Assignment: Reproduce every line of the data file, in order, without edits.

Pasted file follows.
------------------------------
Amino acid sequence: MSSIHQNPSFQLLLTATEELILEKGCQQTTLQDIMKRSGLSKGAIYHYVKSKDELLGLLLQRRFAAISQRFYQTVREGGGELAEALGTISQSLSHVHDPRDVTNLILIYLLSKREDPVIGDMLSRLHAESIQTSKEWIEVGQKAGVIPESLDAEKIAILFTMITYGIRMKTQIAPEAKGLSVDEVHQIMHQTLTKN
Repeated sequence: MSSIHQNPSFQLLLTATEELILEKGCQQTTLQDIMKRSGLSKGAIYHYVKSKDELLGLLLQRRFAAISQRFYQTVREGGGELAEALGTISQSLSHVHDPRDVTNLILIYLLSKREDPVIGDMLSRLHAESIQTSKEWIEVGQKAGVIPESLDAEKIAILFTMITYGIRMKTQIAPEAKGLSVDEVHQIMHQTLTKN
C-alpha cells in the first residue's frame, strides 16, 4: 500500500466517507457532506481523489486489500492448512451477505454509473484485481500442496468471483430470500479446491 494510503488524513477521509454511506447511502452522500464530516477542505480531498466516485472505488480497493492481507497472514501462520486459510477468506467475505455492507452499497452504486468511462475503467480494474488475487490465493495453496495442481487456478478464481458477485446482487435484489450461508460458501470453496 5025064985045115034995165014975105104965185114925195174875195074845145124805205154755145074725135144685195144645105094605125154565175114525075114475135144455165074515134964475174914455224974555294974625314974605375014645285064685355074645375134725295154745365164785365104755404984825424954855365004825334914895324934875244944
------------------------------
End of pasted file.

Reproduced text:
Amino acid sequence: MSSIHQNPSFQLLLTATEELILEKGCQQTTLQDIMKRSGLSKGAIYHYVKSKDELLGLLLQRRFAAISQRFYQTVREGGGELAEALGTISQSLSHVHDPRDVTNLILIYLLSKREDPVIGDMLSRLHAESIQTSKEWIEVGQKAGVIPESLDAEKIAILFTMITYGIRMKTQIAPEAKGLSVDEVHQIMHQTLTKN
Repeated sequence: MSSIHQNPSFQLLLTATEELILEKGCQQTTLQDIMKRSGLSKGAIYHYVKSKDELLGLLLQRRFAAISQRFYQTVREGGGELAEALGTISQSLSHVHDPRDVTNLILIYLLSKREDPVIGDMLSRLHAESIQTSKEWIEVGQKAGVIPESLDAEKIAILFTMITYGIRMKTQIAPEAKGLSVDEVHQIMHQTLTKN
C-alpha cells in the first residue's frame, strides 16, 4: 500500500466517507457532506481523489486489500492448512451477505454509473484485481500442496468471483430470500479446491 494510503488524513477521509454511506447511502452522500464530516477542505480531498466516485472505488480497493492481507497472514501462520486459510477468506467475505455492507452499497452504486468511462475503467480494474488475487490465493495453496495442481487456478478464481458477485446482487435484489450461508460458501470453496 5025064985045115034995165014975105104965185114925195174875195074845145124805205154755145074725135144685195144645105094605125154565175114525075114475135144455165074515134964475174914455224974555294974625314974605375014645285064685355074645375134725295154745365164785365104755404984825424954855365004825334914895324934875244944